I am going to preface this post by making this disclaimer. This post is NOT about taking sides in the vaccine debate that continues to occur in the United States. I am just trying to add some additional information to the debate. I am a strong advocate of making informed decisions and hope this will help in a similar pursuit.
With that being said, there are a number of different graphics floating around that either imply or outright state vaccines have caused Autism Spectrum Disorders. This has stemmed from a study published in 1997 by Dr. Andrew Wakefield that alleged a link between the Measles, Mumps, and Rubella vaccine and autism. Efforts to replicate this study led to the discovery of serious research violations that led to Wakefield losing his medical license and the paper being retracted.
So, there are a few things to understand about what IS going on. First, the particular ingredient in vaccines that people have pointed at is thimerosal, which is an organic loose relative of mercury. Thimerosal is still used in vaccines in many countries. In the United States, this ingredient has not been included in vaccines for multiple years now. Autism Spectrum Disorder diagnoses have not reflected this change if this indeed was causing the increase.
The next thing to think about is the history of how Autism Spectrum Disorders have evolved. Dr. Leo Kanner with Johns Hopkins pioneered much of the early research on Autism Spectrum Disorders in the United States. He used what we would now consider a strict and narrow set of diagnostic criteria to determine a diagnosis. At the same time in Europe Dr. Hans Asperger studied the set of symptoms in a milder form, which had a comparatively wider range of symptoms and criteria. Kanner also saw Autism Spectrum Disorders as an emotional and behavioral disorder while Asperger saw it as a genetic disorder, which led to significantly different treatment regimens and social perceptions. Following the subsequent history shows how the different revisions of the Diagnostic and Statistical Manual (the diagnostic “Bible” of the mental health world) have changed the diagnostic criteria for Autism Spectrum Disorders to be much wider than when Kanner set the original bar for what it meant to be diagnosed with Autism.
The final piece to consider is from a child development perspective. Take a look at the timeline of when children get vaccinations. There is an increase in the number of vaccines recommended starting at about 12 months old. Then compare that timeline to the normal developmental timeline for child development. At about 12 months, children are just first starting to really interact with people, saying first words, and pointing at things. Prior to this, infants’ ability to do these things are limited or non-existent. Thus, to see the tangible signs of Autism Spectrum Disorders prior to this is almost impossible. What this whole phenomenon is called in science is a spurious correlation. In other words, it is a simple coincidence that they happen together.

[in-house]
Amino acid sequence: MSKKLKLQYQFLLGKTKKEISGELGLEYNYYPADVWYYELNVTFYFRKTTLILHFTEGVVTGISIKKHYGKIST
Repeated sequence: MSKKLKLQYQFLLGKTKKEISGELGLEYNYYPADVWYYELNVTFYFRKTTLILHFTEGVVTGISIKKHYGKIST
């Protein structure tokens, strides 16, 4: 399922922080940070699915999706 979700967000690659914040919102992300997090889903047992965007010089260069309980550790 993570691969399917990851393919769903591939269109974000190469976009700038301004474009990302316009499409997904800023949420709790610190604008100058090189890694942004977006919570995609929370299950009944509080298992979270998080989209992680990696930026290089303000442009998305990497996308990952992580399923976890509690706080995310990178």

Along with these changes, our awareness and acceptance of Autism Spectrum Disorders as non-shaming and non-stigmatizing (to some extent) has also affected diagnosis rates. People are looking for Autism Spectrum Disorders now. Doctors are not as hesitant as they were many years ago to diagnose. There are more therapy and resource options to do something about Autism Spectrum Disorders now, which tends to encourage people to pursue diagnosis.
Finally, in poking around on the internet reminding myself of some of the details for all of this, I’ve also found that scientists have been able to find some evidence of Autism Spectrum Disorder symptoms in pre-verbal children, making an Autism Spectrum Disorder diagnosis even earlier more likely now. In fact, there is some evidence mounting now that shows Autism Spectrum Disorders develop in utero, which makes sense when considering that according to the March of Dimes, boys are five times more likely to develop Autism Spectrum Disorders than are girls.
I know this is a lot. I did much of this research when completing my Master’s Degree in Psychology with an emphasis in Child and Adolescent Development. I learned more from my sister, who is a vaccinating pharmacist, and from my son’s pediatrician. I will never say that vaccines are perfectly safe. There are always going to be risks and bad things do sometimes happen. Do your research. Consider individual circumstances. Weigh out the risks of vaccines with the risks of things like whooping cough, measles, and polio, all of which have made resurgences in the United States due to falling vaccination rates. And consider how the information I presented here may have influence diagnosis rates, not necessarily or just the changing recommended vaccines schedule.